New Zealand has vast natural gas reserves, and currently natural gas is extracted in the Taranaki basin to fulfil the natural gas requirements in New Zealand.
As a result, the use of gas appliances has increased, especially as reticulated gas infrastructure has expanded. The reduction in coal use, as a result of environmental measures, has also impacted on the change to natural gas.
Gas stoves, gas hot water heating systems and heating are some of the common uses in New Zealand homes. There are also commercial and industrial processes that use natural gas too.
As natural gas use has increased, so has the need for more qualified gasfitters.
So, what is a gasfitter?
A gasfitter is a tradesperson specifically trained to install, alter and maintain gas appliances and gas systems. This can include, but is not limited to, fitting and fixing gas pipes and flues, installing gas hot water systems and commissioning new gas appliances. It also includes the fixing of appliances supplied by gas bottles.
Gas fitting is not just limited to residential and commercial buildings. Gasfitters also work on boats, yachts, ships, trains, motorhomes, house buses and caravans.
Although portable gas appliances do not legally require a gasfitter to maintain and fix them, it is recommended a gasfitter is used, as the work is specialised, and by using a gasfitter, the appliance will be fixed in a way to maintain its safety. Such portable gas appliances are gas BBQ’s, gas patio heaters and portable gas elements/burners.
Why is it important to use a gasfitter with gas systems and appliances?
When gas is burned efficiently, with the correct amount of gas being burned and the correct oxygen supply, the by products are mainly carbon dioxide and water vapour. However, if there are problems with the burning of the gas, the by product is carbon monoxide, which is an extremely lethal gas, especially when present in confined spaces and over a period of time.
Also, natural gas appliances and systems do pose a fire risk if not installed, maintained or used correctly.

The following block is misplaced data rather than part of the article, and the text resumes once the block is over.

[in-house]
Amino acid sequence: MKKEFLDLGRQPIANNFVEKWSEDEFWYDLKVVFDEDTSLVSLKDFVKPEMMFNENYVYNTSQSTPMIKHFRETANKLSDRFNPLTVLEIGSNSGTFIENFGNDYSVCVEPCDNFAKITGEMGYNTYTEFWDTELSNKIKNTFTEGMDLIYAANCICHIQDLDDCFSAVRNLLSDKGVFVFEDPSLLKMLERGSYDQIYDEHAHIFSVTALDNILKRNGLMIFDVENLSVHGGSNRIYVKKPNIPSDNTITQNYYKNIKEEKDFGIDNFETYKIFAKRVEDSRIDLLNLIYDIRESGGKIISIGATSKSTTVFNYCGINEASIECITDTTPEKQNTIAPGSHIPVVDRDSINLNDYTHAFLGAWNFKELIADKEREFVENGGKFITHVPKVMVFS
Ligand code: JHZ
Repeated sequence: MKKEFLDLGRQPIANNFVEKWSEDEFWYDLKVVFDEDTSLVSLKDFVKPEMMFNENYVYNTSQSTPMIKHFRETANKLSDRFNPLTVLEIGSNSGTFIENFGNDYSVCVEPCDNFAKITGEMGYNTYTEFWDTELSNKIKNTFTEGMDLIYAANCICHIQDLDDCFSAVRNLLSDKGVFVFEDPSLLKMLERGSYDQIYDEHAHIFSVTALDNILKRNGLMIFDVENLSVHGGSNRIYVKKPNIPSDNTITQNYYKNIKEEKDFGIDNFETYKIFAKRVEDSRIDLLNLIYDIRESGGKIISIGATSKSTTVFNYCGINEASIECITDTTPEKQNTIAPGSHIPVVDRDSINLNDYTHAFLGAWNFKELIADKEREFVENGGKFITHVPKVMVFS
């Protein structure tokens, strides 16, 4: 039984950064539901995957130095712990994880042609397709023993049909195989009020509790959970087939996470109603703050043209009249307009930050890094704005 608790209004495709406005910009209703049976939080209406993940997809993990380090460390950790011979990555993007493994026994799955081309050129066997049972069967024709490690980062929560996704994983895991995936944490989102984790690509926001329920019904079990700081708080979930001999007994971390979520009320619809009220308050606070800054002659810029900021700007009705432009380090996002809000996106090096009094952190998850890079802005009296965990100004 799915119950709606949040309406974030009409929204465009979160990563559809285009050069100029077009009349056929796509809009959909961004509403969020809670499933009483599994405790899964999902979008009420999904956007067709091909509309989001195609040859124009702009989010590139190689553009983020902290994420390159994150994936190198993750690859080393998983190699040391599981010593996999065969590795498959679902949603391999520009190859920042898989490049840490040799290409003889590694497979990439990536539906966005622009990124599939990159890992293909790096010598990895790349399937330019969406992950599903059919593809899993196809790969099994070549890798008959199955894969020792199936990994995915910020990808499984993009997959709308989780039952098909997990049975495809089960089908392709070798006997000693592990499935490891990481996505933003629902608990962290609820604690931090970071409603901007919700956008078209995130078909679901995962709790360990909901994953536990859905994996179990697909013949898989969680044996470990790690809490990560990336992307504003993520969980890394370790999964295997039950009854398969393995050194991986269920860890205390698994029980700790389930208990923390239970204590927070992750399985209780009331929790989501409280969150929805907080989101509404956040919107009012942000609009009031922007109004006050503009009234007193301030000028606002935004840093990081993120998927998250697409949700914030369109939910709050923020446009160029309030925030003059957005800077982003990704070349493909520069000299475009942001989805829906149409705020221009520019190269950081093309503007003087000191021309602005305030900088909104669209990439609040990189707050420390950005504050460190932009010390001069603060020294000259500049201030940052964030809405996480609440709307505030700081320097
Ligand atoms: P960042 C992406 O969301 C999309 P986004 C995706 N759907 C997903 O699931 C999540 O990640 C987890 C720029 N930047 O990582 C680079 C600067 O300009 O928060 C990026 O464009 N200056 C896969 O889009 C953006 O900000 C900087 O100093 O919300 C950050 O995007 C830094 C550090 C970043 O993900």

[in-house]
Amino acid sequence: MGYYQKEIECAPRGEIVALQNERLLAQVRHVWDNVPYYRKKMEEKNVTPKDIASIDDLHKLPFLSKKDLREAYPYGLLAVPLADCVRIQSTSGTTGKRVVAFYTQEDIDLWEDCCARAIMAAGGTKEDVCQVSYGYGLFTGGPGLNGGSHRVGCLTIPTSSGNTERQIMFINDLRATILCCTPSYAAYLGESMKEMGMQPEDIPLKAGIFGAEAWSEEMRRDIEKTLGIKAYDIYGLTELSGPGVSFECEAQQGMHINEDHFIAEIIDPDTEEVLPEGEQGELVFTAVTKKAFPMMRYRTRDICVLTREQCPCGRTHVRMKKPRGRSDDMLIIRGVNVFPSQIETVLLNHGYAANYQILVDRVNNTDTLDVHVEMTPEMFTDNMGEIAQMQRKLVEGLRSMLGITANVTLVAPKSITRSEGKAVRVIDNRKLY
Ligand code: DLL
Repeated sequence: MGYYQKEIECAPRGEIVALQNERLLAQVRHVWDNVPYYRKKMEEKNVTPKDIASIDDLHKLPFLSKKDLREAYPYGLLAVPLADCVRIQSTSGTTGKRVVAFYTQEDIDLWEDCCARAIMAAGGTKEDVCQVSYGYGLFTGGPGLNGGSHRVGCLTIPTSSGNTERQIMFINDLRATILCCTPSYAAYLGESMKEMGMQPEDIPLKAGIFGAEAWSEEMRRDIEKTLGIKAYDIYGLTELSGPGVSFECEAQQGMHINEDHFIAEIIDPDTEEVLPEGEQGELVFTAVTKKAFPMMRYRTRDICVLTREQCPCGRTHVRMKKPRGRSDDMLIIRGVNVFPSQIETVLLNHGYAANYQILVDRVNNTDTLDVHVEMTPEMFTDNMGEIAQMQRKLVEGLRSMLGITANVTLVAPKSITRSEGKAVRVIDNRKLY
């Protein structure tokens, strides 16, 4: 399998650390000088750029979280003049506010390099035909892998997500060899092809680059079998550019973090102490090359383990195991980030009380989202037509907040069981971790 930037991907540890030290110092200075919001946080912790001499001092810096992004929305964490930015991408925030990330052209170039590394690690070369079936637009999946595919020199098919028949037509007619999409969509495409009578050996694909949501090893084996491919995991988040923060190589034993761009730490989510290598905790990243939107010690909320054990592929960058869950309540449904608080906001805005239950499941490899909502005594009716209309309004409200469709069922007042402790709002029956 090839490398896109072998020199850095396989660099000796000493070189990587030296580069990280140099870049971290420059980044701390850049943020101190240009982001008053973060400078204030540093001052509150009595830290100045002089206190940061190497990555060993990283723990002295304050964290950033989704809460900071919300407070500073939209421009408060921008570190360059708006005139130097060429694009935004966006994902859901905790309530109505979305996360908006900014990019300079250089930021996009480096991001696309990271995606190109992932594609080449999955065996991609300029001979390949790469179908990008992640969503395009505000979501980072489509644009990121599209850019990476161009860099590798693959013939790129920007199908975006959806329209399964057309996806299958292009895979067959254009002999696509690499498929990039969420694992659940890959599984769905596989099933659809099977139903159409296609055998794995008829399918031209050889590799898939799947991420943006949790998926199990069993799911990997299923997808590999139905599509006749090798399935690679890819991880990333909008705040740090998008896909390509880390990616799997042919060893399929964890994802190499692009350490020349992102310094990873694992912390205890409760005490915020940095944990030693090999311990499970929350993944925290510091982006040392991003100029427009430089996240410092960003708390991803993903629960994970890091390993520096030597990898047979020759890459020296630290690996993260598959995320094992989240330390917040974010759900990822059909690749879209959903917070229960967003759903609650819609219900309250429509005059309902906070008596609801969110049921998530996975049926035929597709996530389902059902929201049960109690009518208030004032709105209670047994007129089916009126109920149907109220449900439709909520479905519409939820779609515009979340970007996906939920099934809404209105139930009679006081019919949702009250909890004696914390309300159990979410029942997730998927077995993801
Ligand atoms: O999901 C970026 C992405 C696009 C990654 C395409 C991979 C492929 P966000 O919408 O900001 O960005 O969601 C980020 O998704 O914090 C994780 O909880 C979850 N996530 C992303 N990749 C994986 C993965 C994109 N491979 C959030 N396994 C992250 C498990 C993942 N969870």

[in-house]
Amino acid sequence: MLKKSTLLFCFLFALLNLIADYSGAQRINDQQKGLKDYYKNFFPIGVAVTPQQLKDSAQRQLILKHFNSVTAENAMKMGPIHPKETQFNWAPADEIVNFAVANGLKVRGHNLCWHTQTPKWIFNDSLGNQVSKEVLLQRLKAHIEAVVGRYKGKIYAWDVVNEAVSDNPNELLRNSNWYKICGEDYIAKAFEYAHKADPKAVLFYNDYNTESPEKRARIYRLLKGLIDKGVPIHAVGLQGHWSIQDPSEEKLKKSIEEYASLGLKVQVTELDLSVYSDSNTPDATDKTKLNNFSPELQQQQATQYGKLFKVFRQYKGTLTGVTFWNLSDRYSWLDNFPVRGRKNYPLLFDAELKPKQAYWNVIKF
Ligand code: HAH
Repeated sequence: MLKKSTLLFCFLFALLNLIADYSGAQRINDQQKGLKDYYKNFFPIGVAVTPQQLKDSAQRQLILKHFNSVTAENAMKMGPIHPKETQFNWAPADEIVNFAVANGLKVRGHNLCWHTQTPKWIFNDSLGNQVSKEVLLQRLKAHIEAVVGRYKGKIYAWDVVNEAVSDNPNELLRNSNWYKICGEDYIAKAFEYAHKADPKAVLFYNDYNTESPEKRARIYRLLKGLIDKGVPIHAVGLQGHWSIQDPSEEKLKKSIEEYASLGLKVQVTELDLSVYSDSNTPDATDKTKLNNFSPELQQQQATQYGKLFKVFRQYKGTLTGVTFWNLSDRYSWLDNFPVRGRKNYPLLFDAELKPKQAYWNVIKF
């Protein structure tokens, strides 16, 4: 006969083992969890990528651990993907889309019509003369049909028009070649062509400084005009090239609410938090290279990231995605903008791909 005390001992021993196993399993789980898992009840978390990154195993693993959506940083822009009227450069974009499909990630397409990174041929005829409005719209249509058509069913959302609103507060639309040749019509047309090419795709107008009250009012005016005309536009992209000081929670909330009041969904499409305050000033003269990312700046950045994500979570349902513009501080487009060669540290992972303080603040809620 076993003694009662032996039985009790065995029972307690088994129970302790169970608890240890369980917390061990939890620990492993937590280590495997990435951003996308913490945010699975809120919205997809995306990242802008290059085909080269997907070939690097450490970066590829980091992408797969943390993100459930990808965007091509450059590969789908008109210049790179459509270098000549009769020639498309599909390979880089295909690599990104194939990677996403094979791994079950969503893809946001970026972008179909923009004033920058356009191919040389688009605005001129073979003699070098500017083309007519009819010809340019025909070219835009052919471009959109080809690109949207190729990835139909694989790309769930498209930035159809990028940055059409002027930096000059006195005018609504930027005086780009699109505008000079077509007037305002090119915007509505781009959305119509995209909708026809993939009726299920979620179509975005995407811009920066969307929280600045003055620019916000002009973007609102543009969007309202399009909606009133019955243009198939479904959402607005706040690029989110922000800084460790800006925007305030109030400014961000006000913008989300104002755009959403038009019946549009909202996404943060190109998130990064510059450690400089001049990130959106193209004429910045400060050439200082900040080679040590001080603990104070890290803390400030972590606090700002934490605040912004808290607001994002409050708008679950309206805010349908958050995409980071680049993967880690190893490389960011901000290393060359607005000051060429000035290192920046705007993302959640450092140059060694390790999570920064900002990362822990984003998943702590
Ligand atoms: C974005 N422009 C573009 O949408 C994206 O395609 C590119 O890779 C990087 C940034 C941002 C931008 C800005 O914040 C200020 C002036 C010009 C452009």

Gasfitters are trained to not only install gas systems and appliances correctly, but also to recognise when a system is not working efficiently and in a dangerous manner.
So who can complete gas fitting work in New Zealand?
There are three types of gasfitters authorisation. The highest qualification a gas fitter can hold is one of “Certifying Gasfitter”. A Certifying Gasfitter is responsible for not only their own work, but all work of anyone they supervise. They must ensure that the work is completed competently. The next qualification is one of “Licensed Gasfitter”. A Licensed Gasfitter is holds qualifications and is licensed but must receive supervision over their work by a Certifying Gasfitter. The last type of authorisation is one of “Limited Certificate Trainee Gasfitter”. This is issued to gas fitters that are in the process of becoming qualified. They are able to do gas fitting work but they must have their work certified by a Certifying Gasfitter.
There are two types of exemption that people who work with gas can apply for. An Exemption 20 and an Exemption 21. These allow workers to do gas fitting work within the scope of their exemption. Some are allowed to file gas fitting certificates of compliance. Others can do gas fitting work but still must get their work signed off by a Certifying Gas Fitter.